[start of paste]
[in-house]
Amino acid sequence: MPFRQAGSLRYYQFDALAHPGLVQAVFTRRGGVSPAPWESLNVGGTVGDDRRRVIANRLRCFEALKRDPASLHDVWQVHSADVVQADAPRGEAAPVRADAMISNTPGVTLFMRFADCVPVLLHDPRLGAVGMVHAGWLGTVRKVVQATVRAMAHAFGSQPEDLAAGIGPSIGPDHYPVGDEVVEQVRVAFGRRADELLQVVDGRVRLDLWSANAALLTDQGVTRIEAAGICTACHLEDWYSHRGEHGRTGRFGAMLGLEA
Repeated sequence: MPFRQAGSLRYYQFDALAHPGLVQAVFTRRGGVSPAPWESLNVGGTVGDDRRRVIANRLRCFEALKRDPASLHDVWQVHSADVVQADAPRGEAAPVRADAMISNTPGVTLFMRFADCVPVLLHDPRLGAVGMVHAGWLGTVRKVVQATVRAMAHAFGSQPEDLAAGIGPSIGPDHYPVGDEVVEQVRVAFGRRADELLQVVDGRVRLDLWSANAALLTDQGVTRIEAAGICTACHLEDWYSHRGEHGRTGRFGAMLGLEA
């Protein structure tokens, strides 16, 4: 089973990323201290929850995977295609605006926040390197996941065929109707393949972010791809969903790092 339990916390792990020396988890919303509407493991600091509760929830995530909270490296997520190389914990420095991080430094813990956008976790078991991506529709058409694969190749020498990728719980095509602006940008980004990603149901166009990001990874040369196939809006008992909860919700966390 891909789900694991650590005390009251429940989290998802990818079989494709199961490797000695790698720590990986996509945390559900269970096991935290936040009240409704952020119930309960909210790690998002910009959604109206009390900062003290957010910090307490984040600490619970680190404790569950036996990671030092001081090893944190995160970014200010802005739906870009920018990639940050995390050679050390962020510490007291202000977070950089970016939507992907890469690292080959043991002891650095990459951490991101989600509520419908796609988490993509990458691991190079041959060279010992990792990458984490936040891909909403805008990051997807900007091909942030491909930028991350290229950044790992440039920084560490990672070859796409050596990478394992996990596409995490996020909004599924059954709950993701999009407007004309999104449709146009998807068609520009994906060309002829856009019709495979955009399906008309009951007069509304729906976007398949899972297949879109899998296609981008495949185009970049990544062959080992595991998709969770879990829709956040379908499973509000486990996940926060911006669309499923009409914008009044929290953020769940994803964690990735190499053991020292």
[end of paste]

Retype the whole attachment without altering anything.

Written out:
[in-house]
Amino acid sequence: MPFRQAGSLRYYQFDALAHPGLVQAVFTRRGGVSPAPWESLNVGGTVGDDRRRVIANRLRCFEALKRDPASLHDVWQVHSADVVQADAPRGEAAPVRADAMISNTPGVTLFMRFADCVPVLLHDPRLGAVGMVHAGWLGTVRKVVQATVRAMAHAFGSQPEDLAAGIGPSIGPDHYPVGDEVVEQVRVAFGRRADELLQVVDGRVRLDLWSANAALLTDQGVTRIEAAGICTACHLEDWYSHRGEHGRTGRFGAMLGLEA
Repeated sequence: MPFRQAGSLRYYQFDALAHPGLVQAVFTRRGGVSPAPWESLNVGGTVGDDRRRVIANRLRCFEALKRDPASLHDVWQVHSADVVQADAPRGEAAPVRADAMISNTPGVTLFMRFADCVPVLLHDPRLGAVGMVHAGWLGTVRKVVQATVRAMAHAFGSQPEDLAAGIGPSIGPDHYPVGDEVVEQVRVAFGRRADELLQVVDGRVRLDLWSANAALLTDQGVTRIEAAGICTACHLEDWYSHRGEHGRTGRFGAMLGLEA
């Protein structure tokens, strides 16, 4: 089973990323201290929850995977295609605006926040390197996941065929109707393949972010791809969903790092 339990916390792990020396988890919303509407493991600091509760929830995530909270490296997520190389914990420095991080430094813990956008976790078991991506529709058409694969190749020498990728719980095509602006940008980004990603149901166009990001990874040369196939809006008992909860919700966390 891909789900694991650590005390009251429940989290998802990818079989494709199961490797000695790698720590990986996509945390559900269970096991935290936040009240409704952020119930309960909210790690998002910009959604109206009390900062003290957010910090307490984040600490619970680190404790569950036996990671030092001081090893944190995160970014200010802005739906870009920018990639940050995390050679050390962020510490007291202000977070950089970016939507992907890469690292080959043991002891650095990459951490991101989600509520419908796609988490993509990458691991190079041959060279010992990792990458984490936040891909909403805008990051997807900007091909942030491909930028991350290229950044790992440039920084560490990672070859796409050596990478394992996990596409995490996020909004599924059954709950993701999009407007004309999104449709146009998807068609520009994906060309002829856009019709495979955009399906008309009951007069509304729906976007398949899972297949879109899998296609981008495949185009970049990544062959080992595991998709969770879990829709956040379908499973509000486990996940926060911006669309499923009409914008009044929290953020769940994803964690990735190499053991020292």